Skip to Content

5 advices/tips for secure an Industrial system

14 Jun 2022

We had the pleasure to have our OT / IoT Cybersecurity Global offering leader for Capgemini, Didier Appell attend Cyber Security Nordic event in May at Helsinki and have a presentation about our 5 advises to secure your Industrial Control System. Below you will find the 5 key steps of a factory security program and important points to remember.

Whatever the business sector, there are human and environmental risks but also business risks such as production shutdown and the inability to deliver on time.

Didier Appell, Head of OT/IoT cybersecurity, Capgemini

The advices presented below are based on a little less than a decade of support to industrial companies in different sectors, who wanted to increase the security and monitoring/surveillance level of their factories and production centres (electricity, gas, water, etc.) where we have acquired significant experience in End-to-End services (Define/Protect/Defend).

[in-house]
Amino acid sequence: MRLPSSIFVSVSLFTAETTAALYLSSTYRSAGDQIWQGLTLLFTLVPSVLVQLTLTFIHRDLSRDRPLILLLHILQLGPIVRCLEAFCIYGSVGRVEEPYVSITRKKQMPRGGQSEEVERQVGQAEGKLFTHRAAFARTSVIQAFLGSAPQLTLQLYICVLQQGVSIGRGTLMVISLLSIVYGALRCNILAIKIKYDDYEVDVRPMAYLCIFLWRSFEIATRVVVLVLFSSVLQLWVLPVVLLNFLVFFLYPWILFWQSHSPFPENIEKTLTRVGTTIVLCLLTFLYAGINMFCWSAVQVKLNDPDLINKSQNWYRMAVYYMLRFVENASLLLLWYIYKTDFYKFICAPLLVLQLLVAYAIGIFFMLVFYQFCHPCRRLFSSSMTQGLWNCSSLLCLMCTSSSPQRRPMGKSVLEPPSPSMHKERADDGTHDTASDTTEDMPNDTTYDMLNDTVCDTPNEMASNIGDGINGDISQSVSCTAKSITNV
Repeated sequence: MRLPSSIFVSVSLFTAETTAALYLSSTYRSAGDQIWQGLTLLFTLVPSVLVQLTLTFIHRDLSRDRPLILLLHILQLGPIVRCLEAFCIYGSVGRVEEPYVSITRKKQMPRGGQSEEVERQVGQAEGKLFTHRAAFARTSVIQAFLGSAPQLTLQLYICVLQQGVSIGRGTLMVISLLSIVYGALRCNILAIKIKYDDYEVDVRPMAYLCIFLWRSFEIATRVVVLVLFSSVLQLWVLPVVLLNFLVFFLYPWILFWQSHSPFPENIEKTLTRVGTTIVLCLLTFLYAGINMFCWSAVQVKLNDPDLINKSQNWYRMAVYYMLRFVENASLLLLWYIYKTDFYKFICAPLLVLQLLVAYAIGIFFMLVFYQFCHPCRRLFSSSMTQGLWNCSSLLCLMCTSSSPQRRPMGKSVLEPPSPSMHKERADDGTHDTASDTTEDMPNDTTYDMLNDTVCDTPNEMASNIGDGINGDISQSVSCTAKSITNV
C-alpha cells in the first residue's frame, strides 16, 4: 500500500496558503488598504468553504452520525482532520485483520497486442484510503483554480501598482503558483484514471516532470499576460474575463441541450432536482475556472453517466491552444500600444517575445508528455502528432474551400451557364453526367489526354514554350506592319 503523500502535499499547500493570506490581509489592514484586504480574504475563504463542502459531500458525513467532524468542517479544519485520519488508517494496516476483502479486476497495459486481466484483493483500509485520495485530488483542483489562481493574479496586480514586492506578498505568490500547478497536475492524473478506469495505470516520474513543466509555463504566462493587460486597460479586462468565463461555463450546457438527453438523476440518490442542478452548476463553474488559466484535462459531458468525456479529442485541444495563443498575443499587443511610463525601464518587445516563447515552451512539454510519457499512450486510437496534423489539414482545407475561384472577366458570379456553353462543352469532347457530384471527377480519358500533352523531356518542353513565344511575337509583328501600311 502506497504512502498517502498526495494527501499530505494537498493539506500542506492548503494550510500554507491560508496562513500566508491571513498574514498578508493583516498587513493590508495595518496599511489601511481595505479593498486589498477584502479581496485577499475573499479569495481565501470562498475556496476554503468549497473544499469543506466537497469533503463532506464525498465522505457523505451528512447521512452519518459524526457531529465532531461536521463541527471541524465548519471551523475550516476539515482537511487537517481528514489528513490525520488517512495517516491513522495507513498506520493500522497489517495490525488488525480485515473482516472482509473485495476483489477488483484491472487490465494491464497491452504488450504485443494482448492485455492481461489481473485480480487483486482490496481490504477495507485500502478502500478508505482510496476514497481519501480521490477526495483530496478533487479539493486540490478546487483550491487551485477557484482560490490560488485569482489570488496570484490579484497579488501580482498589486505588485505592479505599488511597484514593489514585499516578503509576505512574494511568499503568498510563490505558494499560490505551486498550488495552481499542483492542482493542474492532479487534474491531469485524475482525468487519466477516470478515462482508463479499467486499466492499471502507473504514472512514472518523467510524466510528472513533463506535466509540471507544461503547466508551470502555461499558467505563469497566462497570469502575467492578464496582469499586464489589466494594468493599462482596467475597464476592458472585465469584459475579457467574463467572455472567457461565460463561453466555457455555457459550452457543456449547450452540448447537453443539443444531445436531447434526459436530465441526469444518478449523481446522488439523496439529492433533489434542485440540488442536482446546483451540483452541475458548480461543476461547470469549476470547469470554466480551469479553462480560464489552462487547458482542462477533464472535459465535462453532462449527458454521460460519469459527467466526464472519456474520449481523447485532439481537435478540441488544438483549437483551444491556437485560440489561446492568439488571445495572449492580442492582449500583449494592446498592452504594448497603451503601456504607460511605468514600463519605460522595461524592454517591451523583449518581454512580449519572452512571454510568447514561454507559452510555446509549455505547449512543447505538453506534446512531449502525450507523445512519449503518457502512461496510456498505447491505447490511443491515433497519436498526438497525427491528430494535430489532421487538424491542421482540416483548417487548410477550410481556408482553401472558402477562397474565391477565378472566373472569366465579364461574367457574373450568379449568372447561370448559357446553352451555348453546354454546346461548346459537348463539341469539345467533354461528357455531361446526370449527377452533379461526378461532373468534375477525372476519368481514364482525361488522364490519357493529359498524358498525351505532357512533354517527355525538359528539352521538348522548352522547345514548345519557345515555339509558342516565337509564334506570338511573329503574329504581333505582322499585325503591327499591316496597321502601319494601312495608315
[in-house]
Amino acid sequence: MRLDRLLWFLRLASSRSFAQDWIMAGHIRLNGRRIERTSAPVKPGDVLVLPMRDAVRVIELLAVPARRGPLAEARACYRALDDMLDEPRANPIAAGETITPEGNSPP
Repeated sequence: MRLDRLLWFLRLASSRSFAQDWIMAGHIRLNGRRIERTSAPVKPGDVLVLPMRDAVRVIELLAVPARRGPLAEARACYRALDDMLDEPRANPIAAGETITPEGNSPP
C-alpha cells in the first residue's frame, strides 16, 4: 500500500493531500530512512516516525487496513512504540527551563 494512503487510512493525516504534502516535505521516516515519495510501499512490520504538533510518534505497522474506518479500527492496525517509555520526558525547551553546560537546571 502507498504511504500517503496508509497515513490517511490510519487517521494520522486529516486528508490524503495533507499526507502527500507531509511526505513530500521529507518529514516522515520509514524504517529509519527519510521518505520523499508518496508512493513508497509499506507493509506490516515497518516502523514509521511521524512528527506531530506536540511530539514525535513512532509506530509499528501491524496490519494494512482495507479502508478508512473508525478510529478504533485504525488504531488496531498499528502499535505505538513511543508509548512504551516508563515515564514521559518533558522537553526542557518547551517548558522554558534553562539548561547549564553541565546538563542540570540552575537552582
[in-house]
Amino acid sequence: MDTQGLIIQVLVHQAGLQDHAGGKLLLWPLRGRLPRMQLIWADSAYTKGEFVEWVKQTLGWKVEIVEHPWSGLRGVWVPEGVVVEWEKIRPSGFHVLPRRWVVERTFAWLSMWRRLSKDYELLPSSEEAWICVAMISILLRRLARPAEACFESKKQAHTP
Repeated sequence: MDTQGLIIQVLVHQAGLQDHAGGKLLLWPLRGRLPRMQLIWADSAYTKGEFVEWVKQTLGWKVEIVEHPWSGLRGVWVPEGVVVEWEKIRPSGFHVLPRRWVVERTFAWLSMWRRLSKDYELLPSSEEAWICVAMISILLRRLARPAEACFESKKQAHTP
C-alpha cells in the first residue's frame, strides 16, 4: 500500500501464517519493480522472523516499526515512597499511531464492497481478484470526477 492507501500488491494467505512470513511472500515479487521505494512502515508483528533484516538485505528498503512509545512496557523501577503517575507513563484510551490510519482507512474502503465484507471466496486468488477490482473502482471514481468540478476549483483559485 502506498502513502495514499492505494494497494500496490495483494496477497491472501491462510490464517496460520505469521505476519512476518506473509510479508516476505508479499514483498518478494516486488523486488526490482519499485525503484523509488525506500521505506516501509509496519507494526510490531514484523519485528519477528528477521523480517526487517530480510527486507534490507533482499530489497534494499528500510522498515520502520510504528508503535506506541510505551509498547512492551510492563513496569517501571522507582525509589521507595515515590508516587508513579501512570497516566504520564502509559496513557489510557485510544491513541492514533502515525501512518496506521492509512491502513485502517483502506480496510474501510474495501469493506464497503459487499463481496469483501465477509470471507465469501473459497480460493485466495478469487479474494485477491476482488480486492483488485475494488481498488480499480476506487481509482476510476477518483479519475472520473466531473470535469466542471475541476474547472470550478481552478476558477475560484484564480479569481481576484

It has been a decade or so (and the STUXNET effect which raised awareness), that industrial companies are concerned about cyber risk and that Capgemini is supporting them in those challenges.

Whatever the line of business, there are human and environmental risks but also business risks such as production shutdown and the inability to deliver on time.

Our presence with companies wishing to enhance the security and monitoring level of their factories and production centres (electricity, gas, water, etc.) allow us to acquire a significant experience in End-to-End services (Define/Protect/Defend)